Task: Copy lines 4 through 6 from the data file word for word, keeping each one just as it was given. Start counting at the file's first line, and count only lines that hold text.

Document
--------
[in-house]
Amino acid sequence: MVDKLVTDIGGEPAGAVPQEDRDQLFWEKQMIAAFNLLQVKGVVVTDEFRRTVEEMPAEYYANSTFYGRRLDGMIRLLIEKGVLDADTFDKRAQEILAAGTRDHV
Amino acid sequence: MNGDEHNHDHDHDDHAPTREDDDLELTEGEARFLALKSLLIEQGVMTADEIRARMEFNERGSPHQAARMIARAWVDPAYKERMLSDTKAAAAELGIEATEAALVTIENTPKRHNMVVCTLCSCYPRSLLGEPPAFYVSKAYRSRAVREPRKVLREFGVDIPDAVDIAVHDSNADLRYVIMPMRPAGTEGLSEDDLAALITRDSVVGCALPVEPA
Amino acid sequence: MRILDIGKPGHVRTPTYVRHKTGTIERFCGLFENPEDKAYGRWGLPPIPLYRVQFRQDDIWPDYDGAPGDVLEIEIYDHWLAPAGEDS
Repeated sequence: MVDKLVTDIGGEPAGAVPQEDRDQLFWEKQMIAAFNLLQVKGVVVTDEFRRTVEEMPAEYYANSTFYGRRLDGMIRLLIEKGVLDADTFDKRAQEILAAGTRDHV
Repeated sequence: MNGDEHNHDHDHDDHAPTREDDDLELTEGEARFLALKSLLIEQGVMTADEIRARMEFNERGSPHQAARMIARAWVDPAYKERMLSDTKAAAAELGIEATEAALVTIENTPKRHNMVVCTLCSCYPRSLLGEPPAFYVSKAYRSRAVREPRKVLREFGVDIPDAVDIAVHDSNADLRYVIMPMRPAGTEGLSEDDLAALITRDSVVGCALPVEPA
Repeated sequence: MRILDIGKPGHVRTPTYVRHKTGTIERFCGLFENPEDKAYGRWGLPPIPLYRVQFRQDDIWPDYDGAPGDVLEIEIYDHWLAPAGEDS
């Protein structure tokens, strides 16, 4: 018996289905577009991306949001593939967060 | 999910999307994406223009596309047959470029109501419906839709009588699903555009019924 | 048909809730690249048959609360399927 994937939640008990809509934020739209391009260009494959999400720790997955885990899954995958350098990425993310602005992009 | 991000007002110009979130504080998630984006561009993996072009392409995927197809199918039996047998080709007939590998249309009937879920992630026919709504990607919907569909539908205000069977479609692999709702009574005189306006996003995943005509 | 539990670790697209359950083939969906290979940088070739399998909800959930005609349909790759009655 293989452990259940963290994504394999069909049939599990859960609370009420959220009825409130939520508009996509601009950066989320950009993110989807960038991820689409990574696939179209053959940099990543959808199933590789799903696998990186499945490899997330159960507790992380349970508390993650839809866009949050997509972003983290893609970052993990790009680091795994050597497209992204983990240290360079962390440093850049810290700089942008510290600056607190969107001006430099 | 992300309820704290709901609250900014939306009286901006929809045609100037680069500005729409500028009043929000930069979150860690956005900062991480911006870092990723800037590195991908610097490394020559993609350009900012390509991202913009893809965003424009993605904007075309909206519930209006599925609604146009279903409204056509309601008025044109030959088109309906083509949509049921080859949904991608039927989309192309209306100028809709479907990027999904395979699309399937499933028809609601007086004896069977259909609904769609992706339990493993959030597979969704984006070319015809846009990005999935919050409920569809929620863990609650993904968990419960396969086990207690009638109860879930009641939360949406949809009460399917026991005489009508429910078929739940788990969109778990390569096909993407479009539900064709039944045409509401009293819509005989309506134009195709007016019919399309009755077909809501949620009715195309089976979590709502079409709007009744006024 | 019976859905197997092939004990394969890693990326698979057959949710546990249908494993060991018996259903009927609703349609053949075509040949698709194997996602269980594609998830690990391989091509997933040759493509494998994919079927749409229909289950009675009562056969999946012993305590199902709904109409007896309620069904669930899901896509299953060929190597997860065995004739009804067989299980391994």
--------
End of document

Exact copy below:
Amino acid sequence: MRILDIGKPGHVRTPTYVRHKTGTIERFCGLFENPEDKAYGRWGLPPIPLYRVQFRQDDIWPDYDGAPGDVLEIEIYDHWLAPAGEDS
Repeated sequence: MVDKLVTDIGGEPAGAVPQEDRDQLFWEKQMIAAFNLLQVKGVVVTDEFRRTVEEMPAEYYANSTFYGRRLDGMIRLLIEKGVLDADTFDKRAQEILAAGTRDHV
Repeated sequence: MNGDEHNHDHDHDDHAPTREDDDLELTEGEARFLALKSLLIEQGVMTADEIRARMEFNERGSPHQAARMIARAWVDPAYKERMLSDTKAAAAELGIEATEAALVTIENTPKRHNMVVCTLCSCYPRSLLGEPPAFYVSKAYRSRAVREPRKVLREFGVDIPDAVDIAVHDSNADLRYVIMPMRPAGTEGLSEDDLAALITRDSVVGCALPVEPA